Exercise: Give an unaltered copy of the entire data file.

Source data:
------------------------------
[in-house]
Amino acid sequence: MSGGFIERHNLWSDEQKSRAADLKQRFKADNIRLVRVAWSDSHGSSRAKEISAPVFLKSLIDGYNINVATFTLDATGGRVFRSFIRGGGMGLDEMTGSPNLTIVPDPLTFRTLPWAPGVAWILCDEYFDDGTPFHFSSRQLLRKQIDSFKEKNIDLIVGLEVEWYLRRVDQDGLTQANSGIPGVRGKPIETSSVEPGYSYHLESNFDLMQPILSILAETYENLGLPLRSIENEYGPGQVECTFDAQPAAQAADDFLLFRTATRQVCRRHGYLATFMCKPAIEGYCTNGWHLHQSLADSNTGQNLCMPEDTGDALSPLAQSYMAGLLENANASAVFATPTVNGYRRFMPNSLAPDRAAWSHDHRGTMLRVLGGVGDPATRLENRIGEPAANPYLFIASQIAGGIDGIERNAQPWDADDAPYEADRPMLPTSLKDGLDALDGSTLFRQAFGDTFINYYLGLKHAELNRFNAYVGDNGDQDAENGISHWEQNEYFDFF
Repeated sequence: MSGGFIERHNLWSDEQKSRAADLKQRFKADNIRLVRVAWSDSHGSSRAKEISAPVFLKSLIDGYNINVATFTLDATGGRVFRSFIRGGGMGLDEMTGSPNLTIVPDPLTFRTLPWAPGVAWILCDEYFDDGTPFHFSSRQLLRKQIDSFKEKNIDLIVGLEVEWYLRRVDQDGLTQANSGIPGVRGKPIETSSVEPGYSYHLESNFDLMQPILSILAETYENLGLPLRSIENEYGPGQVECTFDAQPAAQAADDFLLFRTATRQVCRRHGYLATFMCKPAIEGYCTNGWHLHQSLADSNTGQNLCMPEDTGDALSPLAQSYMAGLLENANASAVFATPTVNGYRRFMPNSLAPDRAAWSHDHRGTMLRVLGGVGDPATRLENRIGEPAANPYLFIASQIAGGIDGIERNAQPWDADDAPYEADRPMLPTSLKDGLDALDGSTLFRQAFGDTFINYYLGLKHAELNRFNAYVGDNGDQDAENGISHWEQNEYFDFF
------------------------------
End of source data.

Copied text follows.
[in-house]
Amino acid sequence: MSGGFIERHNLWSDEQKSRAADLKQRFKADNIRLVRVAWSDSHGSSRAKEISAPVFLKSLIDGYNINVATFTLDATGGRVFRSFIRGGGMGLDEMTGSPNLTIVPDPLTFRTLPWAPGVAWILCDEYFDDGTPFHFSSRQLLRKQIDSFKEKNIDLIVGLEVEWYLRRVDQDGLTQANSGIPGVRGKPIETSSVEPGYSYHLESNFDLMQPILSILAETYENLGLPLRSIENEYGPGQVECTFDAQPAAQAADDFLLFRTATRQVCRRHGYLATFMCKPAIEGYCTNGWHLHQSLADSNTGQNLCMPEDTGDALSPLAQSYMAGLLENANASAVFATPTVNGYRRFMPNSLAPDRAAWSHDHRGTMLRVLGGVGDPATRLENRIGEPAANPYLFIASQIAGGIDGIERNAQPWDADDAPYEADRPMLPTSLKDGLDALDGSTLFRQAFGDTFINYYLGLKHAELNRFNAYVGDNGDQDAENGISHWEQNEYFDFF
Repeated sequence: MSGGFIERHNLWSDEQKSRAADLKQRFKADNIRLVRVAWSDSHGSSRAKEISAPVFLKSLIDGYNINVATFTLDATGGRVFRSFIRGGGMGLDEMTGSPNLTIVPDPLTFRTLPWAPGVAWILCDEYFDDGTPFHFSSRQLLRKQIDSFKEKNIDLIVGLEVEWYLRRVDQDGLTQANSGIPGVRGKPIETSSVEPGYSYHLESNFDLMQPILSILAETYENLGLPLRSIENEYGPGQVECTFDAQPAAQAADDFLLFRTATRQVCRRHGYLATFMCKPAIEGYCTNGWHLHQSLADSNTGQNLCMPEDTGDALSPLAQSYMAGLLENANASAVFATPTVNGYRRFMPNSLAPDRAAWSHDHRGTMLRVLGGVGDPATRLENRIGEPAANPYLFIASQIAGGIDGIERNAQPWDADDAPYEADRPMLPTSLKDGLDALDGSTLFRQAFGDTFINYYLGLKHAELNRFNAYVGDNGDQDAENGISHWEQNEYFDFF